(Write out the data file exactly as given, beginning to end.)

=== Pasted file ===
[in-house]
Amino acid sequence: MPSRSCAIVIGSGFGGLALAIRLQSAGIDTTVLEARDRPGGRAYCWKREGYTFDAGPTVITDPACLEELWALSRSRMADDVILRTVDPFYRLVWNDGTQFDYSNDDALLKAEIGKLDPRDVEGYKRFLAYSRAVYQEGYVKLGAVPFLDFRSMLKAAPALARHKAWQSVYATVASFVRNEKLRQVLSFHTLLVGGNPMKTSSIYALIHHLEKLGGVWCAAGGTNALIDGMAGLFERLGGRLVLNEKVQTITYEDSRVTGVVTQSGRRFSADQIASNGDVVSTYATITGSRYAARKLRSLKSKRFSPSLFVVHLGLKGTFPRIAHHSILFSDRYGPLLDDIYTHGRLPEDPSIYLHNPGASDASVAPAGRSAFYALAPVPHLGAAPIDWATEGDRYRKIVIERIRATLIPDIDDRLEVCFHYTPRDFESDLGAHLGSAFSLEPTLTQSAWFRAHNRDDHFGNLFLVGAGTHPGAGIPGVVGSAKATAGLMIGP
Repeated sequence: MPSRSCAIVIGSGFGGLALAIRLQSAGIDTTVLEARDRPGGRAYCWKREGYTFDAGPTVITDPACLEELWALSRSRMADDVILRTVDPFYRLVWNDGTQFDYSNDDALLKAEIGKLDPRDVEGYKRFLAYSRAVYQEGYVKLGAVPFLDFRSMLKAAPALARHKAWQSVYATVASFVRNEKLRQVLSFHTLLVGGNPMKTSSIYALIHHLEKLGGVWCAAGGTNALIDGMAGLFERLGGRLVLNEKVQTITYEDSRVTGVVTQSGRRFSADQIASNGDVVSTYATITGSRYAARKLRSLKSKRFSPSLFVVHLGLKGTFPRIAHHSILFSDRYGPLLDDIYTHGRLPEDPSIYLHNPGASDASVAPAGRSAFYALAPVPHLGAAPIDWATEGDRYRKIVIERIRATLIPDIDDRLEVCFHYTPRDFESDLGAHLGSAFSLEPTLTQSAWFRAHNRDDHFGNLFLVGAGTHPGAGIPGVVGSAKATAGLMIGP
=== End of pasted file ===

[in-house]
Amino acid sequence: MPSRSCAIVIGSGFGGLALAIRLQSAGIDTTVLEARDRPGGRAYCWKREGYTFDAGPTVITDPACLEELWALSRSRMADDVILRTVDPFYRLVWNDGTQFDYSNDDALLKAEIGKLDPRDVEGYKRFLAYSRAVYQEGYVKLGAVPFLDFRSMLKAAPALARHKAWQSVYATVASFVRNEKLRQVLSFHTLLVGGNPMKTSSIYALIHHLEKLGGVWCAAGGTNALIDGMAGLFERLGGRLVLNEKVQTITYEDSRVTGVVTQSGRRFSADQIASNGDVVSTYATITGSRYAARKLRSLKSKRFSPSLFVVHLGLKGTFPRIAHHSILFSDRYGPLLDDIYTHGRLPEDPSIYLHNPGASDASVAPAGRSAFYALAPVPHLGAAPIDWATEGDRYRKIVIERIRATLIPDIDDRLEVCFHYTPRDFESDLGAHLGSAFSLEPTLTQSAWFRAHNRDDHFGNLFLVGAGTHPGAGIPGVVGSAKATAGLMIGP
Repeated sequence: MPSRSCAIVIGSGFGGLALAIRLQSAGIDTTVLEARDRPGGRAYCWKREGYTFDAGPTVITDPACLEELWALSRSRMADDVILRTVDPFYRLVWNDGTQFDYSNDDALLKAEIGKLDPRDVEGYKRFLAYSRAVYQEGYVKLGAVPFLDFRSMLKAAPALARHKAWQSVYATVASFVRNEKLRQVLSFHTLLVGGNPMKTSSIYALIHHLEKLGGVWCAAGGTNALIDGMAGLFERLGGRLVLNEKVQTITYEDSRVTGVVTQSGRRFSADQIASNGDVVSTYATITGSRYAARKLRSLKSKRFSPSLFVVHLGLKGTFPRIAHHSILFSDRYGPLLDDIYTHGRLPEDPSIYLHNPGASDASVAPAGRSAFYALAPVPHLGAAPIDWATEGDRYRKIVIERIRATLIPDIDDRLEVCFHYTPRDFESDLGAHLGSAFSLEPTLTQSAWFRAHNRDDHFGNLFLVGAGTHPGAGIPGVVGSAKATAGLMIGP